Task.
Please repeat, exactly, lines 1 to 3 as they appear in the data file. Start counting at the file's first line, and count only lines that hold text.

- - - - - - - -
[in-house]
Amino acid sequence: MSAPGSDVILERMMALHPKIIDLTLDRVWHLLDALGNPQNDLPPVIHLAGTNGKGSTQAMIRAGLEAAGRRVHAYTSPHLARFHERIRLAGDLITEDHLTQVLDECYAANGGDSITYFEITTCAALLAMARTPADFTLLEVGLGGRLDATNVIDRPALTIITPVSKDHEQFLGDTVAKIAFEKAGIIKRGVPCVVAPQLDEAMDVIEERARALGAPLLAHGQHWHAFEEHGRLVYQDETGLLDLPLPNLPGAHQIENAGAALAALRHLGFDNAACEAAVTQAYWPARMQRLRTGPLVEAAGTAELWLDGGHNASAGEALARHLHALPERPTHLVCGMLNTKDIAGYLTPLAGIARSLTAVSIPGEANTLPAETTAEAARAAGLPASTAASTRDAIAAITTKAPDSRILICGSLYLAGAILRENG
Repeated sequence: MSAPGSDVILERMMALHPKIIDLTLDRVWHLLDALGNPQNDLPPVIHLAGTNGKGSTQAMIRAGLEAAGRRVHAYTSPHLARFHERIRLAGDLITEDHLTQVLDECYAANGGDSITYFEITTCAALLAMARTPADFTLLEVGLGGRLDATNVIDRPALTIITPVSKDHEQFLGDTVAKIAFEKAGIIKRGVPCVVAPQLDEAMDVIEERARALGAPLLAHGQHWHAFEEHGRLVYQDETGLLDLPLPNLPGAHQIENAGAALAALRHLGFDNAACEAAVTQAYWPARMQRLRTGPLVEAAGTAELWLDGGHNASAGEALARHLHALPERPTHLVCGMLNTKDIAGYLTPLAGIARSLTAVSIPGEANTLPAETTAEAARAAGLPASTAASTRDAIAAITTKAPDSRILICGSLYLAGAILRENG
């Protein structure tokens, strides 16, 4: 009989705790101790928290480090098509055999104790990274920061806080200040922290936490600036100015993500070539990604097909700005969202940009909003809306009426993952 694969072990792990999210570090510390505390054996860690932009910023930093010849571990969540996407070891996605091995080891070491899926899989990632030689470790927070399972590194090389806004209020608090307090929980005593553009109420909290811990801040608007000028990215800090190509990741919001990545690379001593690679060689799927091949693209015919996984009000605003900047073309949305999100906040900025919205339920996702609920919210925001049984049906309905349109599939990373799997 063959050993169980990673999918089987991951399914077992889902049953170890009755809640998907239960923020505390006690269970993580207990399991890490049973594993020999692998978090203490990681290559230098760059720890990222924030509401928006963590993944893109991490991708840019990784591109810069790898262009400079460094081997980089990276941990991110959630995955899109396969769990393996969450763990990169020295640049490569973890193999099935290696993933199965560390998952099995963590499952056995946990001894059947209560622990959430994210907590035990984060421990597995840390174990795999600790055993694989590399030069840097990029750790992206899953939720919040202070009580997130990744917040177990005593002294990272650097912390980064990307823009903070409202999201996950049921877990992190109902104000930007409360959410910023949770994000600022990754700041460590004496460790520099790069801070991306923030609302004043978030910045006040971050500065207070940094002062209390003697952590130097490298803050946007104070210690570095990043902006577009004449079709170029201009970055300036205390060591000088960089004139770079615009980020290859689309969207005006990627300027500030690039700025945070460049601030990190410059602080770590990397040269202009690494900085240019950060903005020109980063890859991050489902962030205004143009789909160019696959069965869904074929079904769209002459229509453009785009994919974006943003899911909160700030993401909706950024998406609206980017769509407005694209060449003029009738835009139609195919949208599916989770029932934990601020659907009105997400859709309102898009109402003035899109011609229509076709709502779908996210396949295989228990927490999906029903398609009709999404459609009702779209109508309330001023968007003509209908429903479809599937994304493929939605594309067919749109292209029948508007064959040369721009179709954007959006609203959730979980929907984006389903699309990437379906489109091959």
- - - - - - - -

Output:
[in-house]
Amino acid sequence: MSAPGSDVILERMMALHPKIIDLTLDRVWHLLDALGNPQNDLPPVIHLAGTNGKGSTQAMIRAGLEAAGRRVHAYTSPHLARFHERIRLAGDLITEDHLTQVLDECYAANGGDSITYFEITTCAALLAMARTPADFTLLEVGLGGRLDATNVIDRPALTIITPVSKDHEQFLGDTVAKIAFEKAGIIKRGVPCVVAPQLDEAMDVIEERARALGAPLLAHGQHWHAFEEHGRLVYQDETGLLDLPLPNLPGAHQIENAGAALAALRHLGFDNAACEAAVTQAYWPARMQRLRTGPLVEAAGTAELWLDGGHNASAGEALARHLHALPERPTHLVCGMLNTKDIAGYLTPLAGIARSLTAVSIPGEANTLPAETTAEAARAAGLPASTAASTRDAIAAITTKAPDSRILICGSLYLAGAILRENG
Repeated sequence: MSAPGSDVILERMMALHPKIIDLTLDRVWHLLDALGNPQNDLPPVIHLAGTNGKGSTQAMIRAGLEAAGRRVHAYTSPHLARFHERIRLAGDLITEDHLTQVLDECYAANGGDSITYFEITTCAALLAMARTPADFTLLEVGLGGRLDATNVIDRPALTIITPVSKDHEQFLGDTVAKIAFEKAGIIKRGVPCVVAPQLDEAMDVIEERARALGAPLLAHGQHWHAFEEHGRLVYQDETGLLDLPLPNLPGAHQIENAGAALAALRHLGFDNAACEAAVTQAYWPARMQRLRTGPLVEAAGTAELWLDGGHNASAGEALARHLHALPERPTHLVCGMLNTKDIAGYLTPLAGIARSLTAVSIPGEANTLPAETTAEAARAAGLPASTAASTRDAIAAITTKAPDSRILICGSLYLAGAILRENG